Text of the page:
Reviewed by Melinda Ratini on May 19, 2016

Sources

Johns Hopkins Medicine: "Vitamin D: More May Not Be Better". Harvard School of Public Health: "Vitamin D and Health". New York Times: "Vitamin D Tied to Alzheimer's Risk". National Institutes of Health: "Vitamin D Levels Predict Multiple Sclerosis Progression". Circulation: "Vitamin D Supplementation and Cardiovascular Disease Risk". American Cancer Society: "Vitamin D".

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Video Transcript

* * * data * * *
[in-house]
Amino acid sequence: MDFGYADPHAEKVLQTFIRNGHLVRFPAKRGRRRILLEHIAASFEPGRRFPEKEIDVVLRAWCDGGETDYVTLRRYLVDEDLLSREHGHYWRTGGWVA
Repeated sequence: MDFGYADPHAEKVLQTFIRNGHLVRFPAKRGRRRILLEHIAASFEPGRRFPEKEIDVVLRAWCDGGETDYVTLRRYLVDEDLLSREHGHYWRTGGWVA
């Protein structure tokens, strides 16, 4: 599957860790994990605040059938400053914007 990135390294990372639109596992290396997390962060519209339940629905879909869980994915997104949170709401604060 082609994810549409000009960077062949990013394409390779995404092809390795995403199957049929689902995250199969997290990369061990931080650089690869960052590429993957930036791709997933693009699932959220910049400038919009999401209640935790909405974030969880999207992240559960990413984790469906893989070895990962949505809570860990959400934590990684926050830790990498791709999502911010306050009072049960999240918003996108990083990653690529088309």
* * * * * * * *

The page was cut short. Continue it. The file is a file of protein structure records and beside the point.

Dr. Arefa Cassoobhoy: Study after study has linked low vitamin D levels with various diseases, such as MS, Alzheimer’s, diabetes, heart disease and cancer, to name a few. This has led to assume that taking extra vitamin D could actually help treat some of these illnesses. But the jury is still out. We don’t know if it will help. It’s a chicken and egg kind of thing: Does being sick lead to low vitamin D or does a low vitamin D level trigger other medical problems? OR, is something else completely different going on? While we wait for researchers to answer those questions, we do know this. Vitamin D is critical for strong, healthy bones throughout your life. Getting enough from the sun can be a challenge when you’re wearing sunscreen to protect your skin. And very few foods have vitamin D besides fortified milk, so it can be tough to rely on your diet to get vitamin D. For many people, a vitamin D supplement is a good idea. Check with your doctor to see how much you need to protect your bones. And for now, we’ll wait to see if taking vitamin D can help treat any other illnesses. For WebMD, I’m Dr. Arefa Cassoobhoy.